Visit www.DivDat.com or Treasurer.WayneCounty.com for more information. To ask a question, please email the Treasurer’s team at TaxInfo@WayneCounty.com or call 313-224-5990. If you need assistance please call our Mobile App helpline number 888-427-9869.


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CHEVROLET AND NNPA JOIN TOGETHER TO OFFER HISTORICALLY BLACK COLLEGE AND UNIVERSITY STUDENTS A $15K FELLOWSHIP! The National Newspaper Publishers Association (NNPA) is excited to partner with the all-new 2018 Chevrolet Equinox to present Discover the Unexpected (DTU) – an amazing journalism fellowship. Selected DTU Fellows from Historically Black Colleges and Universities earn a $10,000 scholarship, $5,000 stipend and an exciting summer road trip in the all-new 2018 Chevrolet Equinox. Join our DTU Fellows on this multi-city journey as they discover unsung heroes and share stories from African-American communities that will surprise and inspire. DTU is back and better than ever! Are you ready to ride? #ChevyEquinox, #Chevy, #NNPA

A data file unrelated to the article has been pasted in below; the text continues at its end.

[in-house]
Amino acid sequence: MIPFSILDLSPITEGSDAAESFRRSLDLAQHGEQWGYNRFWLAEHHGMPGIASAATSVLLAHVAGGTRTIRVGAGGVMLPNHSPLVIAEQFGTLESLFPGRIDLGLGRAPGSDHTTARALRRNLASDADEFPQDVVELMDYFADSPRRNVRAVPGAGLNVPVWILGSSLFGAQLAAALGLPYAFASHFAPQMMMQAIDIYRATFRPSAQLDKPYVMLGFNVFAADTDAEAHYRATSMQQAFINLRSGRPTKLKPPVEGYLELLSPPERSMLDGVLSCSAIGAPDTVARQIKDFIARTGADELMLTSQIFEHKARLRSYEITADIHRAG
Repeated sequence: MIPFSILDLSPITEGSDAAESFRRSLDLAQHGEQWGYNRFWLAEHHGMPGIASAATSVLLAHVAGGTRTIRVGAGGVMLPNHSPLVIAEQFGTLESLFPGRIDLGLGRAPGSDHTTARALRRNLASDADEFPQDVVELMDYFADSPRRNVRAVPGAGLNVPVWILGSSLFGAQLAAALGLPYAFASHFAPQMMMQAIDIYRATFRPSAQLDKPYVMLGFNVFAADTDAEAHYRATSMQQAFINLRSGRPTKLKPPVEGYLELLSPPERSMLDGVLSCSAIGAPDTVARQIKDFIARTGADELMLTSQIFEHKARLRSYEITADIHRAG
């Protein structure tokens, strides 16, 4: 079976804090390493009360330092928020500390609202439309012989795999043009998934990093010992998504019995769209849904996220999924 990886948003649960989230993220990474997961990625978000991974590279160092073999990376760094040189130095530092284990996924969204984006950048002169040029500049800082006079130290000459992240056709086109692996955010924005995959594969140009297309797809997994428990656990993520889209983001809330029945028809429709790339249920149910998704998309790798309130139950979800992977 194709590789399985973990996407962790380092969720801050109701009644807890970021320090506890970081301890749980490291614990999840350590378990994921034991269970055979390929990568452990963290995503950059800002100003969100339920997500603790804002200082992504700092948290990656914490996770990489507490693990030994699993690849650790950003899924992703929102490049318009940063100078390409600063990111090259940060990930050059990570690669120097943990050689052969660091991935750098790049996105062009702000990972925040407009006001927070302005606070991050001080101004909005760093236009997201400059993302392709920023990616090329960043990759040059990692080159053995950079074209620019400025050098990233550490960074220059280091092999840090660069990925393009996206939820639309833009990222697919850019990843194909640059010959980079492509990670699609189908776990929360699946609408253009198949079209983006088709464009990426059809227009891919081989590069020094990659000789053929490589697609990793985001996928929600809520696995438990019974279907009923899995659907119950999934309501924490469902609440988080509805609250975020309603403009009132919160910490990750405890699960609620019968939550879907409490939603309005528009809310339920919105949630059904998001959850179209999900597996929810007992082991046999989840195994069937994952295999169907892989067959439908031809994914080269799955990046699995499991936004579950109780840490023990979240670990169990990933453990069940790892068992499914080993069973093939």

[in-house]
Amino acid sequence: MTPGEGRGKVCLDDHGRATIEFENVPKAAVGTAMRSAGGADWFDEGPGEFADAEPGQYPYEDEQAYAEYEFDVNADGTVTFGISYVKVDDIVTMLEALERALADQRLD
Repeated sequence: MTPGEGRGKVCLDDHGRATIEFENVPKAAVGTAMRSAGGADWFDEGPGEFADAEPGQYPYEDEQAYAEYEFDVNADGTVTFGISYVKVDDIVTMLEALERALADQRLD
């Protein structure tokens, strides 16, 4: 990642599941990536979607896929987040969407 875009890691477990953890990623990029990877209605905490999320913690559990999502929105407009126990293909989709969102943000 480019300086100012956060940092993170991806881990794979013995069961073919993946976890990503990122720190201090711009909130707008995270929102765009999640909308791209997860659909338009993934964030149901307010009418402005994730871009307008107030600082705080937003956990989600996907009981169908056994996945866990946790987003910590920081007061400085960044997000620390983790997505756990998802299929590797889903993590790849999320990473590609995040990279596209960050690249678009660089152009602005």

#DTU2018


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Roots.

michiganchronicle.com

NEIGHBORS

NORTHWEST

Mother’s inspiration propels Bagley resident to Master’s Degree By Lauren A. Hood Neighbors Staff Writer

Kyle Marcellis credits his mother and his aversion to the “street life” for helping him stay focused, finish college and earn a master’s degree from the University of Detroit Mercy this past May. Marcellis, 27, recalls, an incident that dates back to when he was just eight years old. He says his mother, Kathya Jackson, came home from work extremely tired, as usual from a long hard day. On this day she could barely walk up the stairs to their one-bedroom flat, and began crying out of frustration. After she walked through the door, she just told him and his two siblings to do better than her. Marcellis decided right then that he would go to college to “do better” as he was told. That persistence and encouragement led Marcellis to become the first in his family to graduate college, and in May he earned a masters’ degree in community development from the University of Detroit Mercy, a private university located a few blocks from where he grew up.

Dana McDade is a new graduate of the 20-week training program.

DEXTER-DAVISON

Focus: HOPE offers second chances for graduate By James W. Ribbron Neighbors Staff Writer

D

ana McDade found out about the internationally acclaimed Focus: HOPE Machinist Training Institute program from a flyer on Facebook. “I was looking for a career change after being permanently laid off from a utility company,” McDade recalled. “The MTI program gave me an opportunity to learn a new skill and find good steady work”.